The Girls by Emma Cline/ a review
We get to know Evie as a young girl growing up in the 70s. The granddaughter of a TV star. Sharpened by cynicism and suffering from a perceived lack of love and attention, she is needy for someone charismatic to endorse her existence.
As a middle aged woman Evie observes the unhealthy relationship of a girl and her boyfriend, the son of a friend who’s house she is staying in at the time. It is the catalyst that makes Evie reflect on her own youth, and how as a young teenager, she fell for a dark, edgy girl and became sucked into a cult.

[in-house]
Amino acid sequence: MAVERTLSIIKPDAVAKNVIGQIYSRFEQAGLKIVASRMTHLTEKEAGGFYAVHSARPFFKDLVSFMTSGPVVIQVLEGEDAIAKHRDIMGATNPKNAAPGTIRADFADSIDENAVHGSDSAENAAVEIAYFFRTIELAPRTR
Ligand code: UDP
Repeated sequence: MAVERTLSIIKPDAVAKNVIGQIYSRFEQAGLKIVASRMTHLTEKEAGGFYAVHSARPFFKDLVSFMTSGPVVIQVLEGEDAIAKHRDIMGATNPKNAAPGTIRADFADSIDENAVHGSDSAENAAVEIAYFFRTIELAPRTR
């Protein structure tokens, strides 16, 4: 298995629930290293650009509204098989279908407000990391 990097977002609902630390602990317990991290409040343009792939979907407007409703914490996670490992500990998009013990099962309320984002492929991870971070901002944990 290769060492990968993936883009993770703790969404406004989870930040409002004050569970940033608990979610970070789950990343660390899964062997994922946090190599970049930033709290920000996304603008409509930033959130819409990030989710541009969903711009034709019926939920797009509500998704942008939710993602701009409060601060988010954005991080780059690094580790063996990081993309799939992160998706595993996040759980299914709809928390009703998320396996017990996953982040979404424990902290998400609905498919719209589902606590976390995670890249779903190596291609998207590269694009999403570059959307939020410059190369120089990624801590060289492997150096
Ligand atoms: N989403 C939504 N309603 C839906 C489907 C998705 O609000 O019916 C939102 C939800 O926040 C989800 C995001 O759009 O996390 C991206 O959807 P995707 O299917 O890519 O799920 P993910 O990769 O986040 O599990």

Inspired by Charles Manson: the murders, and the girls that followed him. Not a rehash of a gory tale, but a story that is essentially about the wisdom of hindsight and how age and experience cannot define someone else's future.
Definitely one to be added to the list of great confessionals, amongst such titles as — Lolita, The Collector, The Reader, and Notes on a Scandal — where we meet, not an evil stranger, but an earlier self.